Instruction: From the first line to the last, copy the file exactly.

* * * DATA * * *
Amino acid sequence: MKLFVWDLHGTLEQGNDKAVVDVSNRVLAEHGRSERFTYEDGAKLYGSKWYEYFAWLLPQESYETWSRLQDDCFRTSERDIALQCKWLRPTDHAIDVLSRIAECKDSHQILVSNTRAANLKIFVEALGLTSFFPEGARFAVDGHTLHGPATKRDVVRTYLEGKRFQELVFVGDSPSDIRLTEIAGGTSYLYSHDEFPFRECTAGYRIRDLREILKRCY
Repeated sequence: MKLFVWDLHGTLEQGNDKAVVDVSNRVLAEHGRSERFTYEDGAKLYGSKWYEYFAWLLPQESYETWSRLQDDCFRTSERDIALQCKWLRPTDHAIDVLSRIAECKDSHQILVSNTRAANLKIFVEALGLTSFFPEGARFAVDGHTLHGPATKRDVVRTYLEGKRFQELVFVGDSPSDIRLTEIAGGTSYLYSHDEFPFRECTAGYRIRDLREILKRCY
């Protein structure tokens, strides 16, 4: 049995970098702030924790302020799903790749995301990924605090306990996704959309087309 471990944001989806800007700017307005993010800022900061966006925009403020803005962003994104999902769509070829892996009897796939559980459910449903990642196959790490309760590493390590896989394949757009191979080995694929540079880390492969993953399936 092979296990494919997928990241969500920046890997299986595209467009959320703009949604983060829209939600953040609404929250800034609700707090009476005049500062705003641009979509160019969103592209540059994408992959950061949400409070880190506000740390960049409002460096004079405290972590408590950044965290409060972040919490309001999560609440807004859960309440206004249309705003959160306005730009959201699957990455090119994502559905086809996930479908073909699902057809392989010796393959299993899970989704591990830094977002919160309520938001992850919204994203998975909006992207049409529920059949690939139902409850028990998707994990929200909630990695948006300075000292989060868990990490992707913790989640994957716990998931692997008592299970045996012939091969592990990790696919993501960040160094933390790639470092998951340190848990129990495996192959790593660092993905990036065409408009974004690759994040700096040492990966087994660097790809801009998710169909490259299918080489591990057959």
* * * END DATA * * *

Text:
Amino acid sequence: MKLFVWDLHGTLEQGNDKAVVDVSNRVLAEHGRSERFTYEDGAKLYGSKWYEYFAWLLPQESYETWSRLQDDCFRTSERDIALQCKWLRPTDHAIDVLSRIAECKDSHQILVSNTRAANLKIFVEALGLTSFFPEGARFAVDGHTLHGPATKRDVVRTYLEGKRFQELVFVGDSPSDIRLTEIAGGTSYLYSHDEFPFRECTAGYRIRDLREILKRCY
Repeated sequence: MKLFVWDLHGTLEQGNDKAVVDVSNRVLAEHGRSERFTYEDGAKLYGSKWYEYFAWLLPQESYETWSRLQDDCFRTSERDIALQCKWLRPTDHAIDVLSRIAECKDSHQILVSNTRAANLKIFVEALGLTSFFPEGARFAVDGHTLHGPATKRDVVRTYLEGKRFQELVFVGDSPSDIRLTEIAGGTSYLYSHDEFPFRECTAGYRIRDLREILKRCY
């Protein structure tokens, strides 16, 4: 049995970098702030924790302020799903790749995301990924605090306990996704959309087309 471990944001989806800007700017307005993010800022900061966006925009403020803005962003994104999902769509070829892996009897796939559980459910449903990642196959790490309760590493390590896989394949757009191979080995694929540079880390492969993953399936 092979296990494919997928990241969500920046890997299986595209467009959320703009949604983060829209939600953040609404929250800034609700707090009476005049500062705003641009979509160019969103592209540059994408992959950061949400409070880190506000740390960049409002460096004079405290972590408590950044965290409060972040919490309001999560609440807004859960309440206004249309705003959160306005730009959201699957990455090119994502559905086809996930479908073909699902057809392989010796393959299993899970989704591990830094977002919160309520938001992850919204994203998975909006992207049409529920059949690939139902409850028990998707994990929200909630990695948006300075000292989060868990990490992707913790989640994957716990998931692997008592299970045996012939091969592990990790696919993501960040160094933390790639470092998951340190848990129990495996192959790593660092993905990036065409408009974004690759994040700096040492990966087994660097790809801009998710169909490259299918080489591990057959």